The dancer sustains herself with duplicity, consumed with the notion that somehow the pay she receives for her sexual gambol will fulfill her quixotic wishes to lead a family life. However alluring this reverie may be, it is implied no amount of “deutcschemarks or dollars” will fulfill her close-guarded wishes of a husband and family.
Instead, the self-proclaimed “private dancer” repeatedly wails that she is nothing more than a woman whose sexually-suggestive dance is her only purpose for existence. Through smokey tones of immeasurable heartache and compromised integrity, the lost girl implores that she will “do what you want her to do.”
Currently Listening - Vinyl (6)
1. peter gabriel - security
2. paul banks - banks
3. the sword - warp riders
4. the fixx - reach the beach
5. jefferson airplane - the worst of jefferson airplane
The Chameleons - “Second Skin”
"Second Skin" is enthralling. A meditation on immortality, there’s something eerily familiar about the whole track.
"and a half-remembered tune played softly in my head…"
Its swaths of scintillating reverb and faraway synthesizers sound like glimpses of electrical pulses inside the mind. Its drums are hypnotic to the point of unwillingly inducing trances. Halfway through, the song’s swirling layers of guitars abruptly disappear, leaving little more than John Lever’s spellbinding percussion. As Mark Burgess soulfully croons over a three-chord drone, the instrumental fog is reintroduced, bit by bit, until it feels like “the stuff dreams are made of.”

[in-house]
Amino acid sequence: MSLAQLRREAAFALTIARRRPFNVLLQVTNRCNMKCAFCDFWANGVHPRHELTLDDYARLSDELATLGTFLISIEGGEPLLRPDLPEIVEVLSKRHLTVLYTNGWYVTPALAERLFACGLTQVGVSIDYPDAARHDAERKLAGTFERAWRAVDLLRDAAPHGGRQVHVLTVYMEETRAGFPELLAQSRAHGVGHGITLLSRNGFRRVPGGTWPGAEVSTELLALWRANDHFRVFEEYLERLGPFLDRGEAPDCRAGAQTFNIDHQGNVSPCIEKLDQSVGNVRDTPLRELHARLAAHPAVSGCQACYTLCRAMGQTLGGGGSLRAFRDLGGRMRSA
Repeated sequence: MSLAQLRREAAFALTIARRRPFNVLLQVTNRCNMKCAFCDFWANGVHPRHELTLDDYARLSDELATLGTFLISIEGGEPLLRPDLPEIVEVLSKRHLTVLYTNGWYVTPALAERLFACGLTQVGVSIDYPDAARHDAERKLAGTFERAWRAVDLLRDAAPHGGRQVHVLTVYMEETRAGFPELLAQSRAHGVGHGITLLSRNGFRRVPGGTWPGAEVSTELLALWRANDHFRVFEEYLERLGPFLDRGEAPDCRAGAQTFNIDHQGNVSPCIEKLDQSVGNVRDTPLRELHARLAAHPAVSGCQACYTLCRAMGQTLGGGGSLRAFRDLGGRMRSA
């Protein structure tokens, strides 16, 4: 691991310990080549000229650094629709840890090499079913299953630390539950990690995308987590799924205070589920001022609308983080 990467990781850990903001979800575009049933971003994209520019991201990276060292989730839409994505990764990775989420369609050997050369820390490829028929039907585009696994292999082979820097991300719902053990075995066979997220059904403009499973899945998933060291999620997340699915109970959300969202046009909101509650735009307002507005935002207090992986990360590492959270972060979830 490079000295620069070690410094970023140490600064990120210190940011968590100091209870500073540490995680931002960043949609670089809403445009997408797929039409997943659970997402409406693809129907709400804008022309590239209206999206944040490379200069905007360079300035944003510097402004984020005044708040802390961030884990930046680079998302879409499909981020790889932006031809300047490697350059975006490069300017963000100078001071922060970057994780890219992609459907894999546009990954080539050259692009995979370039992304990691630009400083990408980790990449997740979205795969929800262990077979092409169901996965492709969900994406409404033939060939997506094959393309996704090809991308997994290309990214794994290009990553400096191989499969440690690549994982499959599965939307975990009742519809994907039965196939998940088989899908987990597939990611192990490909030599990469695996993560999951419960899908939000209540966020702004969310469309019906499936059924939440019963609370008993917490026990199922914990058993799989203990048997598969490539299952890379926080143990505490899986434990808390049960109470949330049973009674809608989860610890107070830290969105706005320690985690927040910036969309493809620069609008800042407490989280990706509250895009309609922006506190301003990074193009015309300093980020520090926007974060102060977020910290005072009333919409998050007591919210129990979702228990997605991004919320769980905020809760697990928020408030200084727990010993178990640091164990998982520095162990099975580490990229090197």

"no wonder i feel like i’m floating on air…"
The second half of the song is absolutely spellbinding. It begins starkly, but the reintroduction of spidery guitars slowly crafts a skyscraper of otherworldly sound. Its progression is fascinating; by the end, it truly feels as though the listener has been on a journey to the ether and back.
Detractors can easily point out the overblown 80s production as a flaw, but the track’s composition and execution is perfect. Even as “Second Skin” floats along, drenched in reverb and gated snare, I can’t help but feel as though these cliches contribute to the song’s greatness. The atmosphere is certainly a product of its time, but it lends a grandiosity appropriate for the material.
The song has a sense of deja vu; ultimately about the realization of something that you knew was always there.